Do you want to couple history with your auto town visit? Then head for Montgomery, Alabama. That’s where Hyundai built its first American factory, only 10 minutes from the spot where Rosa Parks refused to give up her bus seat. Near Tupelo, Mississippi, there’s a brand new Toyota factory a few exits down from Elvis Presley’s birthplace and the hardware store where he bought his first guitar.

Perhaps you’d like to see what happens to a small southern town when a car plant becomes its neighbor. Canton, Mississippi, fits that bill. So do Lincoln, Alabama, and West Point, Georgia. These towns also have gorgeous lakes and recreational areas only a stone’s throw away.

Many of the plants are open for tours, and the most elaborate, like Mercedes-Benz, BMW, and VW, have visitor centers where you can drop in even if you’re not going to see how the cars are built. Several of the plants have gift shops, where you can buy golf balls, shot glasses, T-shirts and picnic baskets. (Too bad Kia’s gift shop isn’t open to the public because it had the cutest souvenirs – the toy hamster and sock monkey that have appeared in its ads.)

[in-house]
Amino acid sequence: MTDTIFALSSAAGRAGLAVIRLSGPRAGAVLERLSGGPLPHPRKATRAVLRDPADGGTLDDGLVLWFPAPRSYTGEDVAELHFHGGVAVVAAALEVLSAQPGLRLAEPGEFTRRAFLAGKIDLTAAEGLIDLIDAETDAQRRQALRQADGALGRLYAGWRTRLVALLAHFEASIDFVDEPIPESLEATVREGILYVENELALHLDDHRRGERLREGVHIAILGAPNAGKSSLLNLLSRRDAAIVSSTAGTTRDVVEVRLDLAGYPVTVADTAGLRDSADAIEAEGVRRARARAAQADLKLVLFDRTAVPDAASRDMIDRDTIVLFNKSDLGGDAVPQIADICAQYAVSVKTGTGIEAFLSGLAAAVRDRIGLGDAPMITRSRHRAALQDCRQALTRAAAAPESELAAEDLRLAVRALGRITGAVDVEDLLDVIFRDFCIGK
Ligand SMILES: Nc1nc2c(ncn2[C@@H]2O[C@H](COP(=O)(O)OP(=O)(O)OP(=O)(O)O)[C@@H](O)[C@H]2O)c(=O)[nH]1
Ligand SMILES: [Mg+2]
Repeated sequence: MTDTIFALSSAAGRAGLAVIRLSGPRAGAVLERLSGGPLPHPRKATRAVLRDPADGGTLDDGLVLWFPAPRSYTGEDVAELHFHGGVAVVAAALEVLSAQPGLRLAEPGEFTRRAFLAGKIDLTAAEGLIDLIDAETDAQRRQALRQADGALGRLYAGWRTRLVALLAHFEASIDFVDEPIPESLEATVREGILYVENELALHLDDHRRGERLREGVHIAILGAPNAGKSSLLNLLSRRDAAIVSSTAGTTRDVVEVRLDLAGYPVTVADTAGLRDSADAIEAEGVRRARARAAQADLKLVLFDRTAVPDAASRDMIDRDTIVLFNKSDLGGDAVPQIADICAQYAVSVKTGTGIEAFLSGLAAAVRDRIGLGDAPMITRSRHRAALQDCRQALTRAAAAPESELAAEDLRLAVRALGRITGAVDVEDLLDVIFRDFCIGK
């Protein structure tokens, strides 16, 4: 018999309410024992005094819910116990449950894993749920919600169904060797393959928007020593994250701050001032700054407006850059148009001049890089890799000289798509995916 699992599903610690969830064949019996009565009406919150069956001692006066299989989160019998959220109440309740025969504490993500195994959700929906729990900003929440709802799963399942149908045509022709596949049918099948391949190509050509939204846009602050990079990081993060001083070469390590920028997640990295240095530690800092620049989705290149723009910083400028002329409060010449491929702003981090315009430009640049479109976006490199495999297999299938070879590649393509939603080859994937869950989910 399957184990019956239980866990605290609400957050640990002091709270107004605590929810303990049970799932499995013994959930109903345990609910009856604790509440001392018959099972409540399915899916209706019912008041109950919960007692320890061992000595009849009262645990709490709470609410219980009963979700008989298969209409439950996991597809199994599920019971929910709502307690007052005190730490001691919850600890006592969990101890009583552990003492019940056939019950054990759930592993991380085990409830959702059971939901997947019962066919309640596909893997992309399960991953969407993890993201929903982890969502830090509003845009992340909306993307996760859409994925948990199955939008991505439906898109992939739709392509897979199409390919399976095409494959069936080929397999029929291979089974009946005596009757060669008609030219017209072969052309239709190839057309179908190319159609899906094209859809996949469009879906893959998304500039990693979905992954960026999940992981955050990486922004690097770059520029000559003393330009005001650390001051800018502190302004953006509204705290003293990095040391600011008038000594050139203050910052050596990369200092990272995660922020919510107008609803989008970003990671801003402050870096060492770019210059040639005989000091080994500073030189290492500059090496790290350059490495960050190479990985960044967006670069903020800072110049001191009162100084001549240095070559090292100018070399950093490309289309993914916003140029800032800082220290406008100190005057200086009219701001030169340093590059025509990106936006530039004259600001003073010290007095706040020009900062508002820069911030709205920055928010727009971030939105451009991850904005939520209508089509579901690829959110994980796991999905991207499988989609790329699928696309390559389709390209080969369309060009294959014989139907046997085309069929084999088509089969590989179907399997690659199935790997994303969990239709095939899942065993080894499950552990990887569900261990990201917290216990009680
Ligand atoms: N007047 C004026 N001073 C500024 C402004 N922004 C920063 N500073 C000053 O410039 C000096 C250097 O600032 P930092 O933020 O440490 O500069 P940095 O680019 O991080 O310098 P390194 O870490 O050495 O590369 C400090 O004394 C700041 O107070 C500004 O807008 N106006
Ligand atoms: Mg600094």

Other plants don’t allow the public to visit, but even if you don’t set foot in one of the factories, it’s easy to spot what happens when one of these big auto plants comes to town.

The first thing you might notice is new highway exits, new overpasses and new roads around the plants. They’re often part of the incentives that the states paid to land these factories.